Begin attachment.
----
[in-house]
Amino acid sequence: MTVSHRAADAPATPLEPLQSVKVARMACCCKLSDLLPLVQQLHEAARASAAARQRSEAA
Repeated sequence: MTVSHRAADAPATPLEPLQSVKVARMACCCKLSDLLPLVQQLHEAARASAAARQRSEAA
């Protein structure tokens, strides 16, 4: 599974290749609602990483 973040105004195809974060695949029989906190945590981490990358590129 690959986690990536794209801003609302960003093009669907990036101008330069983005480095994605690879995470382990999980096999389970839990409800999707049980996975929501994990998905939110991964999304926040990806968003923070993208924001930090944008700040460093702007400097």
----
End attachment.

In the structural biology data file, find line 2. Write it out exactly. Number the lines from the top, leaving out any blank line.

Amino acid sequence: MTVSHRAADAPATPLEPLQSVKVARMACCCKLSDLLPLVQQLHEAARASAAARQRSEAA